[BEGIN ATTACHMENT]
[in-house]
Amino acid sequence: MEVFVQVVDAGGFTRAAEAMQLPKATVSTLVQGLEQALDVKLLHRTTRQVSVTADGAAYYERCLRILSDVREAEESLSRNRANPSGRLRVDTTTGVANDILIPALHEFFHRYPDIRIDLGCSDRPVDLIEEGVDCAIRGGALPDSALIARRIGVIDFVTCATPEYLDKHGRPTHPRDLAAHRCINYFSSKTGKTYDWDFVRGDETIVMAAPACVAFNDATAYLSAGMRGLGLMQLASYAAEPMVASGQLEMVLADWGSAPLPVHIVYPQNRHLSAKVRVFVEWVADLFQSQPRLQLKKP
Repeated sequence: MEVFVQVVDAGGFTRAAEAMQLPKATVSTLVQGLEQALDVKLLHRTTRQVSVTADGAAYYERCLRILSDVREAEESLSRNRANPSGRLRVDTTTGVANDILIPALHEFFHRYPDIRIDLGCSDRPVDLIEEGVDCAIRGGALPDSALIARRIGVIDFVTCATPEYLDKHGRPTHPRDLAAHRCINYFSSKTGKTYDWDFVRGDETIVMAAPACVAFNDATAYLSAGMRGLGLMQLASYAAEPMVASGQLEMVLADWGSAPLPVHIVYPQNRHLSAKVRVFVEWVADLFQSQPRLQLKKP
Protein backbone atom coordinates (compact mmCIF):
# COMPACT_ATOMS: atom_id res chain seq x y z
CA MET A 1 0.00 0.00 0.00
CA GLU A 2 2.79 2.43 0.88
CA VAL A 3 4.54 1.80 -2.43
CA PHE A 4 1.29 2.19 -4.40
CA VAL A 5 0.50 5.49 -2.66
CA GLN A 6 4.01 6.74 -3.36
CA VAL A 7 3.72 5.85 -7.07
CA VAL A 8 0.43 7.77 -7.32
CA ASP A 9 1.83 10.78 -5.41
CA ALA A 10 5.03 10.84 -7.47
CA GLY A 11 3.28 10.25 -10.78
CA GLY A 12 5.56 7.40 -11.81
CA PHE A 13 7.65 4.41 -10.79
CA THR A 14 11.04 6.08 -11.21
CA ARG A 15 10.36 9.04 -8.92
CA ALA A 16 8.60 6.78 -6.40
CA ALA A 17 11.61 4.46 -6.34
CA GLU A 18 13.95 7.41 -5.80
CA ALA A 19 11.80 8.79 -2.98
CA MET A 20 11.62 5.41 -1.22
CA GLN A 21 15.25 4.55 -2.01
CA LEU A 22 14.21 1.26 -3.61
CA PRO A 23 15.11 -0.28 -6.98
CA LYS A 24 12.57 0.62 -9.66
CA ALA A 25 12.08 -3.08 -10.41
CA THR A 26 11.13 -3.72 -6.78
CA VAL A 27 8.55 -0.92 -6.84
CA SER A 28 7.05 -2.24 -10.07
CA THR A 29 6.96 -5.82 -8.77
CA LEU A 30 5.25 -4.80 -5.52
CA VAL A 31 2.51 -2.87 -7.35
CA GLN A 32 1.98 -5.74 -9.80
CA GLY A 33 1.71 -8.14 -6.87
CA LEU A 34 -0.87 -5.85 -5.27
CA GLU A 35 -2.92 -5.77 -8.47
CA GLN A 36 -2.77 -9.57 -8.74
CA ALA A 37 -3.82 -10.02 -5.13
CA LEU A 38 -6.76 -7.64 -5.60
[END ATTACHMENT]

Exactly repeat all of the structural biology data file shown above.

[in-house]
Amino acid sequence: MEVFVQVVDAGGFTRAAEAMQLPKATVSTLVQGLEQALDVKLLHRTTRQVSVTADGAAYYERCLRILSDVREAEESLSRNRANPSGRLRVDTTTGVANDILIPALHEFFHRYPDIRIDLGCSDRPVDLIEEGVDCAIRGGALPDSALIARRIGVIDFVTCATPEYLDKHGRPTHPRDLAAHRCINYFSSKTGKTYDWDFVRGDETIVMAAPACVAFNDATAYLSAGMRGLGLMQLASYAAEPMVASGQLEMVLADWGSAPLPVHIVYPQNRHLSAKVRVFVEWVADLFQSQPRLQLKKP
Repeated sequence: MEVFVQVVDAGGFTRAAEAMQLPKATVSTLVQGLEQALDVKLLHRTTRQVSVTADGAAYYERCLRILSDVREAEESLSRNRANPSGRLRVDTTTGVANDILIPALHEFFHRYPDIRIDLGCSDRPVDLIEEGVDCAIRGGALPDSALIARRIGVIDFVTCATPEYLDKHGRPTHPRDLAAHRCINYFSSKTGKTYDWDFVRGDETIVMAAPACVAFNDATAYLSAGMRGLGLMQLASYAAEPMVASGQLEMVLADWGSAPLPVHIVYPQNRHLSAKVRVFVEWVADLFQSQPRLQLKKP
Protein backbone atom coordinates (compact mmCIF):
# COMPACT_ATOMS: atom_id res chain seq x y z
CA MET A 1 0.00 0.00 0.00
CA GLU A 2 2.79 2.43 0.88
CA VAL A 3 4.54 1.80 -2.43
CA PHE A 4 1.29 2.19 -4.40
CA VAL A 5 0.50 5.49 -2.66
CA GLN A 6 4.01 6.74 -3.36
CA VAL A 7 3.72 5.85 -7.07
CA VAL A 8 0.43 7.77 -7.32
CA ASP A 9 1.83 10.78 -5.41
CA ALA A 10 5.03 10.84 -7.47
CA GLY A 11 3.28 10.25 -10.78
CA GLY A 12 5.56 7.40 -11.81
CA PHE A 13 7.65 4.41 -10.79
CA THR A 14 11.04 6.08 -11.21
CA ARG A 15 10.36 9.04 -8.92
CA ALA A 16 8.60 6.78 -6.40
CA ALA A 17 11.61 4.46 -6.34
CA GLU A 18 13.95 7.41 -5.80
CA ALA A 19 11.80 8.79 -2.98
CA MET A 20 11.62 5.41 -1.22
CA GLN A 21 15.25 4.55 -2.01
CA LEU A 22 14.21 1.26 -3.61
CA PRO A 23 15.11 -0.28 -6.98
CA LYS A 24 12.57 0.62 -9.66
CA ALA A 25 12.08 -3.08 -10.41
CA THR A 26 11.13 -3.72 -6.78
CA VAL A 27 8.55 -0.92 -6.84
CA SER A 28 7.05 -2.24 -10.07
CA THR A 29 6.96 -5.82 -8.77
CA LEU A 30 5.25 -4.80 -5.52
CA VAL A 31 2.51 -2.87 -7.35
CA GLN A 32 1.98 -5.74 -9.80
CA GLY A 33 1.71 -8.14 -6.87
CA LEU A 34 -0.87 -5.85 -5.27
CA GLU A 35 -2.92 -5.77 -8.47
CA GLN A 36 -2.77 -9.57 -8.74
CA ALA A 37 -3.82 -10.02 -5.13
CA LEU A 38 -6.76 -7.64 -5.60